Corneal Ulcers in Horses
Dr. Melissa Mazan
The cornea is the visible, glistening, clear, external portion of the eye. In humans, a portion of the eye called the sclera, or the white of the eye, is also clearly visible. We rarely see much of the sclera in the horse, although in Apaloosas, paints and some other horses the sclera is visible, giving the appearance of a somewhat wild eye. Swelling of the eyelids and mucous membranes
The cornea is extremely thin, less than 2 millimeters, or approximately the thickness of a hair. Horses' eyes have a very prominent place on their faces, which makes them very attractive but prone to injury. Since the cornea has no blood vessels, light travel through it easily. However, that same lack of vessels means that the cornea heals very slowly when it is injured.
Corneal ulceration occurs when one or more layers of the cornea are damaged. Unfortunately, the horse's cornea heals more slowly than any other species. This is complicated by the fact that horses can be very resistant to treatment.
Corneal ulcers are usually caused by trauma. For instance, a piece of hay or dust may be caught in the horse's eye, or your horse may bump his eye on something protruding in his stall, or be involved in a paddock fight.
Most corneal ulcers start out by being sterile – that is, they are not infected. However, most will become secondarily infected. Once a corneal ulcer is infected, the bacteria and their products can cause the cornea to break down at an accelerated rate. This is known as a melting ulcer and can result in rapid destruction of the cornea. The most common bacteria are gram positive, but a wide variety of bacteria may be present. Uncomplicated, non-infected corneal ulcers usually heal in 2 to 6 days. However, complicated ulcers may take many weeks or months to heal.
What to Watch For
Cloudy eye (corneal edema)
Sensitivity to bright lights
Spasm of the eyelids
Pus-like ocular discharge
Your veterinarian will first take an in-depth medical history and will concentrate on trying to find out how your horse developed the ulcer in the first place. He will need to know if your horse has been treated with any type of corticosteroids in the recent past, as use of these drugs can seriously inhibit healing of corneal ulcers. Your veterinarian may also recommend the following:
Examination for any underlying medical problems, such as equine Cushing's disease, that might result in increased susceptibility to corneal ulceration or poor healing.
Careful examination of the eye with a penlight. He will also examine the insides of the lids and inside the nictitating membrane (third eyelid) to look for a possible foreign body that may be trapped against the eye.
Staining of the affected eye with fluroscein. This will help to determine the extent and depth of the ulcer. The fluroscein has a green color which attaches to the inner layers of the cornea (the stroma), but does not stain the outermost or the innermost layers of the cornea. Thus, a lack of stain uptake usually indicates that no ulcer is present. However, if the ulcer is very deep and penetrates to the innermost layer (or Descemet's membrane) of the cornea, it also will have no stain uptake. This situation, termed a descemetocele, is very serious indeed.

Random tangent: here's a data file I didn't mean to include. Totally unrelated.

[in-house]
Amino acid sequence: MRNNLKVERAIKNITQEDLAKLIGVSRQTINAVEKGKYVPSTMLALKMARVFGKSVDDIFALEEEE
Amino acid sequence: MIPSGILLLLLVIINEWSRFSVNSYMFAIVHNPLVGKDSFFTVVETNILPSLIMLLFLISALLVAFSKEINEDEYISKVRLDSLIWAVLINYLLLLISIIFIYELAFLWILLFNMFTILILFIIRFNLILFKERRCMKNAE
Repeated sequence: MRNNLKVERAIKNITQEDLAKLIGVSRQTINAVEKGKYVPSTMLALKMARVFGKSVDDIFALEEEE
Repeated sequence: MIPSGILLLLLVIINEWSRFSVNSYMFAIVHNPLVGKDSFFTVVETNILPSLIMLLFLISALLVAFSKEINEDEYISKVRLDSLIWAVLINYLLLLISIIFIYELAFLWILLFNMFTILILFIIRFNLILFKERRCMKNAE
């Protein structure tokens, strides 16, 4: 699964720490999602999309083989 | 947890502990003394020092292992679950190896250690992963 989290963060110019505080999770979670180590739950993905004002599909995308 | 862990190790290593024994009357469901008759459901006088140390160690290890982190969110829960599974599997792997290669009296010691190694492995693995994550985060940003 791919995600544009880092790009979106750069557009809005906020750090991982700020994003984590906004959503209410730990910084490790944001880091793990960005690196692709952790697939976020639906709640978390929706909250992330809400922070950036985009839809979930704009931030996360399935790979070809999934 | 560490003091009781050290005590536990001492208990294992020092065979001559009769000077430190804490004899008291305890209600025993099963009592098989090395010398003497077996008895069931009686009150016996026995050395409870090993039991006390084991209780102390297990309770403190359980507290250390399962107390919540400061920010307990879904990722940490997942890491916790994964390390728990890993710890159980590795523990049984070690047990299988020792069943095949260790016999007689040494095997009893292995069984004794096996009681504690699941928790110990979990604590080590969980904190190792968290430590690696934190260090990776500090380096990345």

A culture of the corneal ulcer to determine if, and with what bacteria, the ulcer is infected
A corneal scraping for microscopic examination of the cells in order to try to tell what type of bacteria or fungi may be present
Your veterinarian will usually prescribe several drugs, among them, atropine, anti-inflammatory drugs and antibiotics.
Atropine is important in dilating the eye and decreasing some of the pain caused by corneal ulceration.
Anti-inflammatory drugs can be applied both topically (meaning to the eye itself) and systemically. The most commonly used systemic drug is Banamine. Anti-inflammatory drugs help to decrease pain as well as decreasing inflammation.
Antibiotics should be applied topically, and may need to be applied as infrequently as every 6 hours in simple ulceration, or as frequently as every hour or two in complicated ulceration. Typical choices include triple antibiotic and gentomycin.
Your veterinarian will often advise that your horse wear an eye mask or at least a fly mask. This will serve to protect the eye, and will shade him from bright sunlight. Remember that atropine dilates the pupil, and bright sunlight is painful to a dilated eye. Eye masks are preferable to fly masks because they have a hard, protective covering over the eye, and horses with painful eyes often make matters worse by rubbing their eyes in an effort to get rid of the pain.
It is extremely important to follow your veterinarian's instructions exactly. If you are instructed to treat your horse every four hours, then you must treat every four hours throughout the day and night, and not just when it is convenient.
It is important not to administer any eye ointments that contain corticosteroids; this will inhibit healing and may result in a much larger and more severe ulcer.
If your horse is being treated with atropine, then you should monitor his appetite and manure production every day. Atropine can be absorbed systemically from the eye and can cause the gastrointestinal system to shut down.
It is important to keep your horse out of hot, dusty areas. In fact, avoid any situation that would make his eye itchy and would make your horse want to rub his eye.
Monitor your horse carefully for signs of recovery. He should look more comfortable every day. Any signs of increased pain, swelling, ocular discharge, or eyelid spasm may mean that the ulcer is not healing as well as it should, and you should call your veterinarian immediately.